Purple Starfish, Ophidiaster ophidianus, is a species of starfish from the East Atlantic (from mainland Portugal and the Azores down to the Gulf of Guinea) and the Mediterranean Sea. It has a big variation in colour (from red to orange) and may present brown spots. The central disc is small, covered by irregular plates, and the arms are thinner near the central disc. Each arm has lines of respiratory papillae. It can reach 40 cm in diameter.
Ophidiaster ophidianus belongs to the phylum Hechinodermata and to the class of Asteroidea and to the family Ophidiasteridae. This video was shot in Pantelleria in the Sicilian Channel while I was snorkeling along the cliffs of the island. It is a protected species due to the reduction of the population also due to the indiscriminate collection by divers and owners of marine aquariums: for its ease of breeding and adaptation.
Echinoderms possess a unique water vascular system. This is a network of fluid-filled canals derived from the coelom (body cavity) that function in gas exchange, feeding, sensory reception and locomotion. This system varies between different classes of echinoderm but typically opens to the exterior through a sieve-like madreporite on the aboral (upper) surface of the animal. The madreporite is linked to a slender duct, the stone canal, which extends to a ring canal that encircles the mouth or oesophagus.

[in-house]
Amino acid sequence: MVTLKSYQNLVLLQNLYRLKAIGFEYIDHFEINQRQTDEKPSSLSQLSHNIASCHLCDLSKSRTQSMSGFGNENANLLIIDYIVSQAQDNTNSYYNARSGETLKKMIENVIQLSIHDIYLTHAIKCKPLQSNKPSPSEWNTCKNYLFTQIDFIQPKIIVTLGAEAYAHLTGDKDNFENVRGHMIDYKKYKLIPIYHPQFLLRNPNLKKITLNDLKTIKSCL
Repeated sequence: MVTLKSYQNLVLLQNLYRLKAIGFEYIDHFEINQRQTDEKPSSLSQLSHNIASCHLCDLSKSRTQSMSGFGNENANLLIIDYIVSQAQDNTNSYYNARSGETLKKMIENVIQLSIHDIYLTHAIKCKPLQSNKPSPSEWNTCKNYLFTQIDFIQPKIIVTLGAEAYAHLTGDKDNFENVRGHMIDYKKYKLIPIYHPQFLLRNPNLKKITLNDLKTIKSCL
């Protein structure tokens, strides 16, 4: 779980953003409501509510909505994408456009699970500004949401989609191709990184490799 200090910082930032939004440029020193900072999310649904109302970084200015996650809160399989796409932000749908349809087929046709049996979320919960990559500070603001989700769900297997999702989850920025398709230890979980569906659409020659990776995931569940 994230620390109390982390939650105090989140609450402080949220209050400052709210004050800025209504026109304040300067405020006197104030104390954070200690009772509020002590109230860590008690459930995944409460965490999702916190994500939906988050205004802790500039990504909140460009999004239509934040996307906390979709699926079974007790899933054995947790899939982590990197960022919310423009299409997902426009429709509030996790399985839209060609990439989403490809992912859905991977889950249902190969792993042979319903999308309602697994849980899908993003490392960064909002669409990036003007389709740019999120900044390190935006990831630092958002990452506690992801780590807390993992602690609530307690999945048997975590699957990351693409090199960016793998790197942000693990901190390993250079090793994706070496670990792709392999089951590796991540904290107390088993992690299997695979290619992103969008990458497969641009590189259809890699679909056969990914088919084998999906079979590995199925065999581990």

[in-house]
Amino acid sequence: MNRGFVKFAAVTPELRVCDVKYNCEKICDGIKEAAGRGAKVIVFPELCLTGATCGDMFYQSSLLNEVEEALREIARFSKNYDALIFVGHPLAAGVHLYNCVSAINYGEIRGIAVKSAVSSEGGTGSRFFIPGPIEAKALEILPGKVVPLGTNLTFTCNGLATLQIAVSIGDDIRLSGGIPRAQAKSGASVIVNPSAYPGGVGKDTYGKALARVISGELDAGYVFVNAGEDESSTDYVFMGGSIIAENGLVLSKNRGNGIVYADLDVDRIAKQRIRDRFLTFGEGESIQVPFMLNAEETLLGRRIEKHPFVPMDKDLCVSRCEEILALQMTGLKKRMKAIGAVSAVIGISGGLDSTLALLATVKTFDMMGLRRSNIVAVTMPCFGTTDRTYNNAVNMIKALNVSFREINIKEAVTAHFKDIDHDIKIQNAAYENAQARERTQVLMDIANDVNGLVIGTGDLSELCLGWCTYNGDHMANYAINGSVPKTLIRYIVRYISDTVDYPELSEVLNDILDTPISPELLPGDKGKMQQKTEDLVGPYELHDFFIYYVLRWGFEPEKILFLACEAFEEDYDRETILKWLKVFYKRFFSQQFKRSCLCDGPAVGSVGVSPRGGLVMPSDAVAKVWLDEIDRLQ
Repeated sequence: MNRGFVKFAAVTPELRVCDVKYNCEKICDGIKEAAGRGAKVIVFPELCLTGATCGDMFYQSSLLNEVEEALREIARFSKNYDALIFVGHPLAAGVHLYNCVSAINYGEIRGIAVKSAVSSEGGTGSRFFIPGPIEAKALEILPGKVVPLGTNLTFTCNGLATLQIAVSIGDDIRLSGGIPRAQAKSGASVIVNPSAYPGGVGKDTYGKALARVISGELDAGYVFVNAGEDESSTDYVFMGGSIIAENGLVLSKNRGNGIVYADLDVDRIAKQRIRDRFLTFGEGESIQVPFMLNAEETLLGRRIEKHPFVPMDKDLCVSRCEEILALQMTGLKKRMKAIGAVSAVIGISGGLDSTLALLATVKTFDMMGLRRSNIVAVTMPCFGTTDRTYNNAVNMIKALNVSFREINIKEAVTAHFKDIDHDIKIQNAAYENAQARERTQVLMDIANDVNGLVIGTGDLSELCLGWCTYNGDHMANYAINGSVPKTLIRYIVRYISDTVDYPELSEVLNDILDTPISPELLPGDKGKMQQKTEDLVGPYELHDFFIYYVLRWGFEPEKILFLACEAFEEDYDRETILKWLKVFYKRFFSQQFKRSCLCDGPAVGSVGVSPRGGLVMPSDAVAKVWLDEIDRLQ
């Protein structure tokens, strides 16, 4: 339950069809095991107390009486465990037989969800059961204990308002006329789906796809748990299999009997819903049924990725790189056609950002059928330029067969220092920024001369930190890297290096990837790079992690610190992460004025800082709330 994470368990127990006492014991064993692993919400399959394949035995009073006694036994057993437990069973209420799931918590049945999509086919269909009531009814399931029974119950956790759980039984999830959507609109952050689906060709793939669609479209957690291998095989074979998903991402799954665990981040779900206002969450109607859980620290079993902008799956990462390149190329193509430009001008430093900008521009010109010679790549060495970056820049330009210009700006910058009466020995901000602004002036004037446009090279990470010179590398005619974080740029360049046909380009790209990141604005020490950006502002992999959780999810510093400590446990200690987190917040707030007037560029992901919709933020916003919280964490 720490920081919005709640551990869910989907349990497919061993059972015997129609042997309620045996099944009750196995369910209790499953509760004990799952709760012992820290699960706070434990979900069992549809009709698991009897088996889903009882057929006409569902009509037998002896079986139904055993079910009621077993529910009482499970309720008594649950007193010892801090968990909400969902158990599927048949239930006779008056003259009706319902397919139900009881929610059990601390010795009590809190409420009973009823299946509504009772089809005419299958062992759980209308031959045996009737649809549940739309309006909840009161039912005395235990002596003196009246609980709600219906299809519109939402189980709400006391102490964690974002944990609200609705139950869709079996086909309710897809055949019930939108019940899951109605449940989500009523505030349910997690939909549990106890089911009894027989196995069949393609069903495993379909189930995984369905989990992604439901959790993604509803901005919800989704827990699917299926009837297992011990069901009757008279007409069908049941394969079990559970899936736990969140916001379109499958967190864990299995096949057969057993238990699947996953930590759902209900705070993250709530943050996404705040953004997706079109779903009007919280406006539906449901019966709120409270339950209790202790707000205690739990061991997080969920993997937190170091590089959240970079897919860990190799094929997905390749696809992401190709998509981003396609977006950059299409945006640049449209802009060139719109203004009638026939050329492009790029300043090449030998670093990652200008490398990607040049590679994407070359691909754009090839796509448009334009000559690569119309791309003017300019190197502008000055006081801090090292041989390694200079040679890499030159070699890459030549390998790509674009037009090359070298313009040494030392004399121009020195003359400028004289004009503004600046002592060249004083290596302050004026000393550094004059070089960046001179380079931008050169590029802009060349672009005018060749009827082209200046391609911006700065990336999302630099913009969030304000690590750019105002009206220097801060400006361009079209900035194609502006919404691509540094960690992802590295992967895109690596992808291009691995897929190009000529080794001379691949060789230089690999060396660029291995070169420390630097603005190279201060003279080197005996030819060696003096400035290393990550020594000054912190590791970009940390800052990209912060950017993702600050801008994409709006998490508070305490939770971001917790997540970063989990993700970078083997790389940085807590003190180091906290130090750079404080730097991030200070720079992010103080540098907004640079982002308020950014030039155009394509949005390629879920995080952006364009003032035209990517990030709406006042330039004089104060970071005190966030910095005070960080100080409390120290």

From this, radial canals extend along the arms of asteroids and adjoin the test in the ambulacral areas of echinoids. Short lateral canals branch off the radial canals, each one ending in an ampulla. Part of the ampulla can protrude through a pore (or a pair of pores in sea urchins) to the exterior and is known as a podium or tube feet. The water vascular system assists with the distribution of nutrients throughout the animal’s body and is most obviously expressed in the tube feet which can be extended or contracted by the redistribution of fluid between the foot and the internal sac.